Home | Reviews | Exclusive Writings | Great Links | Miscellaneous | FAQ | Contact Us

Sweet Home Alabama /

Rated: PG-13

Starring: Reese Witherspoon, Fred Ward, Mary Kay Place, Patrick Dempsey, Josh Lucas 

Directed by: Andy Tennant 

Produced by: Neal H Moritz, Stokely Chaffin 

Written by: Douglas Eboch, C. Jay Cox, Andy Tennant, Rick Parks, Andrew Tennant 

Distributor: Touchstone Pictures


Movie Image

Movie Image

Movie Image

Melanie (Witherspoon): What are you doing here?
Andrew (Dempsey): Getting my woman, that is if you still want me.
Teenage Girl in the Audience: Oh my god!
Audience: (Laughs their wits out).

     Sweet Home Alabama works. After the terrible Swimfan, I was really searching for some good material that still qualified as a teen-flick, and I found it. With its light jokes that dish out an amusing experience and widely appealing personality; this is a keeper. Today’s teenage genre is so one dimensional, and delivers what it promises every time; this film is surprisingly different. It is the most unique comedy since Witherspoon’s last effort, Legally Blonde.

     The storyline is recycled, but works with the actors different strong points well. As the story goes, Melanie, a southern scrap turned New York City fashion designer is proposed to by the senator of New York’s son. Instead of picking her out a ring himself, he proposes inside of Tiffany’s and lets her choose her own. She is ready to get married right away; the only trouble is that she has some unfinished business that needs tending to before the wedding back in her home state, Alabama. As the plot moves forward, we find that she never officially divorced her previous marriage that still lives in her home town. She sent him divorce papers several times, but he always would send them back without a signature. She must march down south herself and ask him in person! She confronts him angrily when she gets to his house, but he still won’t sign. She is firm and rigid in getting him to do so, but after spending a while in her old town she becomes more in touch with her roots, and the love that once lived with her old relationship starts to fly once again. This new guy isn’t going to be as easy to marry as she thought…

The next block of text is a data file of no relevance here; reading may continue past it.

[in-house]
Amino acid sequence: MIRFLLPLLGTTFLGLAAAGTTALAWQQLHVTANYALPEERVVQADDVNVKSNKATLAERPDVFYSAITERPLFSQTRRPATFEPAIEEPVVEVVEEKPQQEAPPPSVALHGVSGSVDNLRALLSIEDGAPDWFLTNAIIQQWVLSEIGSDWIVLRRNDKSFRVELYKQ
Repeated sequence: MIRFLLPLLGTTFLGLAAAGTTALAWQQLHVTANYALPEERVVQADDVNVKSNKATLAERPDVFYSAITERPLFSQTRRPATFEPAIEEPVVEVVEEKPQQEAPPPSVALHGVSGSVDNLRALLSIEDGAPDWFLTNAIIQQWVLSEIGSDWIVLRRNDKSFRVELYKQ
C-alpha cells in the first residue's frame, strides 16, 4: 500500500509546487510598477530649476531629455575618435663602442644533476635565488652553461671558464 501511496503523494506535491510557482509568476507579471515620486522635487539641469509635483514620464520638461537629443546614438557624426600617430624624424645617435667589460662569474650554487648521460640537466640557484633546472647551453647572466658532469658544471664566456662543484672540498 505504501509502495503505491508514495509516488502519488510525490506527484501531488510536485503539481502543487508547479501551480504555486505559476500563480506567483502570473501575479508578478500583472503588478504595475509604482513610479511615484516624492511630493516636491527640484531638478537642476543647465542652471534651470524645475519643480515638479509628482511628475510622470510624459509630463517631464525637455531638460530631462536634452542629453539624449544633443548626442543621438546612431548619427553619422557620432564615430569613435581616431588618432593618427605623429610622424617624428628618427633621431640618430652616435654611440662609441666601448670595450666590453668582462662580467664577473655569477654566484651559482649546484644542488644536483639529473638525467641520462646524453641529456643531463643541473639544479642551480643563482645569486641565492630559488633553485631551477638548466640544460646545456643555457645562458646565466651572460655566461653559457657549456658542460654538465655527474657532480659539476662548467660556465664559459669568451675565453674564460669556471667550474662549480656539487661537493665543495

With the information the trailer shows, and that of which I have just given you; the story must sound as predictable as anything ever made before in history. I had the same thoughts before I saw the movie too, but I was wrong. The movie doesn’t sound very deep, but the controversy that Witherspoon’s character’s emotions go through is actually a tremendously profound looking struggle when it is put on to film. At times, the light jokes will just fade away and you will even start to take the material seriously due to her extreme versatility.

     Mrs. Witherspoon is about the most marketable actress around at the time. She can put out any material and still be liked. She is being paid fifteen million dollars to do a sequel to Legally Blonde, entitled Red, White, and Blonde, where the infamous Elle Woods continues her study of law and defends some of the nations biggest convicts. Everything puts out in this flick is incredibly silly, but it works tremendously. Professional box-office predictors are saying that the movie will make thirty million dollars in its first week; that’s a hell of a lot of money for a post-summer release.

     Sweet Home Alabama breezes through a simple, but flawless execution of its light, but heartfelt material. Reese Witherspoon is great as the comically mixed-up Melanie. This is one movie that really works: substance wise and finance wise. If you’re looking for something light and easy going that can be enjoyed by everyone; Sweet Home Alabama is definitely the right pick. I deem it worthy of 3 ½ out of 4 buckets.

-Danny, Bucket Reviews


Back to Home
The Bucket Review's Rating Scale